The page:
A three-judge Bench of Justice UU Lalit, Justice S. Ravindra Bhat, and Justice Bela M. Trivedi has held that if the vehicle is driven or used without legal registration, it would amount to a clear violation of Sections 39 and 192 of the Motor Vehicles Act, 1988 and it results in a fundamental breach of the terms and conditions of the policy, entitling the insurer to repudiate the policy.
An appeal was preferred against the dismissal of the revision petition filed by the Appellant (Insurer) before the National Consumer Disputes Redressal Commission, New Delhi (NCDRC) which had upheld the decision of the State Commission directing that the Respondent-Complainant be paid the insurance amount along with interest from the date of filing of the complaint and also, litigation costs.
In this case, the Respondent had obtained an insurance policy from the Appellant for his car. The vehicle was temporarily registered, and the tenure of registration had already expired. The car of the Respondent was stolen from outside the guest house premises where he was staying. A case under section 379 of IPC was also registered via FIR lodged by the Respondent.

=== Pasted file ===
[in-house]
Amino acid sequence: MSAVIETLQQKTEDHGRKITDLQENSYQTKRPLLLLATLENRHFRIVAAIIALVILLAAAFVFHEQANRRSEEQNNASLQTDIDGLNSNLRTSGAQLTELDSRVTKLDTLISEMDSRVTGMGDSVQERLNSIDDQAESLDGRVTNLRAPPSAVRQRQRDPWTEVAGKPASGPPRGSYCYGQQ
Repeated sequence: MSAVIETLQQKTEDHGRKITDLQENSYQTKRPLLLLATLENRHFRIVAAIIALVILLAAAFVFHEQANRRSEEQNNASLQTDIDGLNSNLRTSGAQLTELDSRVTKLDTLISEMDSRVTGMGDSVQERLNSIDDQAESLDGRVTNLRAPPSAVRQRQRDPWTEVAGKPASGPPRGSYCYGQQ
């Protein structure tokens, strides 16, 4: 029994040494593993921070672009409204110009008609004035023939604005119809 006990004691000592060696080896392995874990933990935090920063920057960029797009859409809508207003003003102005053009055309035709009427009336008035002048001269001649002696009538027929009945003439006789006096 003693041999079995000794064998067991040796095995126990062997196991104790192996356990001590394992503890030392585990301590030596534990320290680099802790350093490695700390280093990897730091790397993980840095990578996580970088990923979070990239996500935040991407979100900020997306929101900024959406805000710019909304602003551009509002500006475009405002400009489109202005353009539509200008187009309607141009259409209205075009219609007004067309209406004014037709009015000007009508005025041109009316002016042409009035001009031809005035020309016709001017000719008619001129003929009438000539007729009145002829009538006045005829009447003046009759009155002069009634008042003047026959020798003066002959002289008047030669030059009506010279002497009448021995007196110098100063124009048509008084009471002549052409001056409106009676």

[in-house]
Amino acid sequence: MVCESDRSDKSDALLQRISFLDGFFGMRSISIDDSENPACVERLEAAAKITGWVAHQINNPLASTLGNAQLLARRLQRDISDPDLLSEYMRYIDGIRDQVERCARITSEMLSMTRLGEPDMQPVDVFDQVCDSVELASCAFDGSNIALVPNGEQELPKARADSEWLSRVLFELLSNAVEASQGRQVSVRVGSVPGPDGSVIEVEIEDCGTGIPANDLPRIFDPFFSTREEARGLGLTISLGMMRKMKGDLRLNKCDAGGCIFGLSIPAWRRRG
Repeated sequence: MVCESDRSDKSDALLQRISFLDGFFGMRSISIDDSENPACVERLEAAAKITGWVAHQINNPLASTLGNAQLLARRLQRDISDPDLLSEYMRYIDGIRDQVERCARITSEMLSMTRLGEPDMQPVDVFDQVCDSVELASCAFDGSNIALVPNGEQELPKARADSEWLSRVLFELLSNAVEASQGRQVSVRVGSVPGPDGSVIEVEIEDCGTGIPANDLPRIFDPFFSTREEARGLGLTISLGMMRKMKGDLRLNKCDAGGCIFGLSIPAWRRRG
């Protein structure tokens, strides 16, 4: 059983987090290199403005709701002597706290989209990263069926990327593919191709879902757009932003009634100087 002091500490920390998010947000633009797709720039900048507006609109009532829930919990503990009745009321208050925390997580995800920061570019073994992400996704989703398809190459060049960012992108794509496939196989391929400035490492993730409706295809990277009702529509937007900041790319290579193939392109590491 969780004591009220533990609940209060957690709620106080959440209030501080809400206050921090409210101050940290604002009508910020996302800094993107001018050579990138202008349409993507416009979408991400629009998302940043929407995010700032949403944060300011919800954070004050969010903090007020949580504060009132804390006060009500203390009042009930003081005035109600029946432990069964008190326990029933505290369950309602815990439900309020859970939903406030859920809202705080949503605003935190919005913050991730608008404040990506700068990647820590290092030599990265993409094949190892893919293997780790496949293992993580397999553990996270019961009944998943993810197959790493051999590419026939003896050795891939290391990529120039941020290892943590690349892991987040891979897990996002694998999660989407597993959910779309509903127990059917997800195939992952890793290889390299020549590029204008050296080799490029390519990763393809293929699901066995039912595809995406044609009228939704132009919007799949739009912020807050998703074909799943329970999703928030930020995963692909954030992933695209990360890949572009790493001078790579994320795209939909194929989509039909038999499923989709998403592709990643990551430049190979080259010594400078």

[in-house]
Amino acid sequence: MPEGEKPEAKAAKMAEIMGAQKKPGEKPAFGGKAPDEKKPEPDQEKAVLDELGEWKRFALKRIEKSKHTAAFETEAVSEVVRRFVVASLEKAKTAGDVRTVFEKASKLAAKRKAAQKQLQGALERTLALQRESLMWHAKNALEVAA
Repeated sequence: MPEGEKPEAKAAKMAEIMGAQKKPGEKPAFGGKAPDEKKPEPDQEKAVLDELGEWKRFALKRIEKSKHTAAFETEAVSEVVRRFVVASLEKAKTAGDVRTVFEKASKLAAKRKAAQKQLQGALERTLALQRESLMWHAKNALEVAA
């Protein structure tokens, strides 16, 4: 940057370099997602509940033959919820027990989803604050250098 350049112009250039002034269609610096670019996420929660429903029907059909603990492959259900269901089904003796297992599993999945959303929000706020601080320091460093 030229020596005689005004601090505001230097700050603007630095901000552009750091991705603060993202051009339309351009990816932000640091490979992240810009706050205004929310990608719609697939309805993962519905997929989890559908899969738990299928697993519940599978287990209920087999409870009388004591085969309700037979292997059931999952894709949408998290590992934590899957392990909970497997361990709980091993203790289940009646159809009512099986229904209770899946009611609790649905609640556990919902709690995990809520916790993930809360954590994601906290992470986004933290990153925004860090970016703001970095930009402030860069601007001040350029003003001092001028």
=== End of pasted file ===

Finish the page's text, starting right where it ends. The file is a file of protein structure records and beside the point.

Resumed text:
The Respondent claimed insurance from the Appellant. However, the insurer repudiated his claim citing the following reasons –
1. Delayed intimation to the insurer regarding the theft of a vehicle that was violating the insurance policy;
2. Temporary registration of vehicle already expired and Respondent did not get it permanently registered;
3. The vehicle was left unattended outside the guesthouse in violation of the policy.
The Bench opined, "In the present case, the temporary registration of the respondent's vehicle had expired on 28-07-2011. Not only was the vehicle driven, but also taken to another city, where it was stationed overnight in a place other than the respondent's premises. There is nothing on record to suggest that the respondent had applied for registration or that he was awaiting registration."
The Apex Court while relying upon the precedent of Narinder Singh Vs. New India Assurance Co. Ltd, held, "What is important is this Court's opinion of the law, that when an insurable incident that potentially results in liability occurs, there should be no fundamental breach of the conditions contained in the contract of insurance."
The Court while allowing the appeal held that the orders passed by NCDRC cannot be sustained.
"Furthermore, the NCDRC should not have overlooked and disregarded a clear binding judgment of this Court – it also should not have disregarded its ruling in Naveen Kumar (supra), as well," the Bench noted.
In the light of these observations, the Court set aside the impugned order of NCDRC and dismissed the Respondent's complaint.